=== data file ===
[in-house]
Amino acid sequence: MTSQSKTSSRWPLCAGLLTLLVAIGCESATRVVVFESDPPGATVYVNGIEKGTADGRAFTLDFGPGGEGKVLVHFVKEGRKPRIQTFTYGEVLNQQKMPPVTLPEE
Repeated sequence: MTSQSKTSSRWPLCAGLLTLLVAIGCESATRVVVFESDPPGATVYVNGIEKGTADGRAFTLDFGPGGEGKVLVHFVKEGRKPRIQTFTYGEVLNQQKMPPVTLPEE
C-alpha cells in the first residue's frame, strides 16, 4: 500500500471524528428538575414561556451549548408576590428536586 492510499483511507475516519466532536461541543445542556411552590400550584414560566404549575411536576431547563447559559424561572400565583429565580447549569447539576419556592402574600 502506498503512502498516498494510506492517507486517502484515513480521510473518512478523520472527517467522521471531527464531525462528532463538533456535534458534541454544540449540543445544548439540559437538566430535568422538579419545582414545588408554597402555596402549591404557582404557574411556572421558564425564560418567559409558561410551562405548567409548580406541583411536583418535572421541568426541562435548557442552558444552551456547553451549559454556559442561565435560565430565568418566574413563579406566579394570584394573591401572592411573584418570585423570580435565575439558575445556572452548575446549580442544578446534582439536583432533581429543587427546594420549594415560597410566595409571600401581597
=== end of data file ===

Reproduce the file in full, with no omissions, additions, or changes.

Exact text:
[in-house]
Amino acid sequence: MTSQSKTSSRWPLCAGLLTLLVAIGCESATRVVVFESDPPGATVYVNGIEKGTADGRAFTLDFGPGGEGKVLVHFVKEGRKPRIQTFTYGEVLNQQKMPPVTLPEE
Repeated sequence: MTSQSKTSSRWPLCAGLLTLLVAIGCESATRVVVFESDPPGATVYVNGIEKGTADGRAFTLDFGPGGEGKVLVHFVKEGRKPRIQTFTYGEVLNQQKMPPVTLPEE
C-alpha cells in the first residue's frame, strides 16, 4: 500500500471524528428538575414561556451549548408576590428536586 492510499483511507475516519466532536461541543445542556411552590400550584414560566404549575411536576431547563447559559424561572400565583429565580447549569447539576419556592402574600 502506498503512502498516498494510506492517507486517502484515513480521510473518512478523520472527517467522521471531527464531525462528532463538533456535534458534541454544540449540543445544548439540559437538566430535568422538579419545582414545588408554597402555596402549591404557582404557574411556572421558564425564560418567559409558561410551562405548567409548580406541583411536583418535572421541568426541562435548557442552558444552551456547553451549559454556559442561565435560565430565568418566574413563579406566579394570584394573591401572592411573584418570585423570580435565575439558575445556572452548575446549580442544578446534582439536583432533581429543587427546594420549594415560597410566595409571600401581597